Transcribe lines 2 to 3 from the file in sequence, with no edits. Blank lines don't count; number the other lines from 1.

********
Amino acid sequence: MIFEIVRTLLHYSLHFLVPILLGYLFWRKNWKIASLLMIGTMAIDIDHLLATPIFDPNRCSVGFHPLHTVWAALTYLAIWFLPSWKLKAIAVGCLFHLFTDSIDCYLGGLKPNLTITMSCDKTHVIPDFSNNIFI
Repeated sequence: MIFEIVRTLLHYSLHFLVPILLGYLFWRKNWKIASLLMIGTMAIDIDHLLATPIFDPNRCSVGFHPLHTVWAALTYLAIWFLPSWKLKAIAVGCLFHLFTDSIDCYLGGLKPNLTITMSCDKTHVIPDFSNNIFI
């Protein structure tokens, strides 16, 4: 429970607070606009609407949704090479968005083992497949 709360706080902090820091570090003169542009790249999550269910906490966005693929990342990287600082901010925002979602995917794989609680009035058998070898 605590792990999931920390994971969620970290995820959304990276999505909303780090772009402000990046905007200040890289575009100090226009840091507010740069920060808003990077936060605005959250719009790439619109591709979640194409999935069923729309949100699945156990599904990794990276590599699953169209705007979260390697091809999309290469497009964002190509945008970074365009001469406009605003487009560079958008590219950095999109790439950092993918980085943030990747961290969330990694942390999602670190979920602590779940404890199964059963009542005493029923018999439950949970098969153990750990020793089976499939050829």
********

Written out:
Repeated sequence: MIFEIVRTLLHYSLHFLVPILLGYLFWRKNWKIASLLMIGTMAIDIDHLLATPIFDPNRCSVGFHPLHTVWAALTYLAIWFLPSWKLKAIAVGCLFHLFTDSIDCYLGGLKPNLTITMSCDKTHVIPDFSNNIFI
């Protein structure tokens, strides 16, 4: 429970607070606009609407949704090479968005083992497949 709360706080902090820091570090003169542009790249999550269910906490966005693929990342990287600082901010925002979602995917794989609680009035058998070898 605590792990999931920390994971969620970290995820959304990276999505909303780090772009402000990046905007200040890289575009100090226009840091507010740069920060808003990077936060605005959250719009790439619109591709979640194409999935069923729309949100699945156990599904990794990276590599699953169209705007979260390697091809999309290469497009964002190509945008970074365009001469406009605003487009560079958008590219950095999109790439950092993918980085943030990747961290969330990694942390999602670190979920602590779940404890199964059963009542005493029923018999439950949970098969153990750990020793089976499939050829």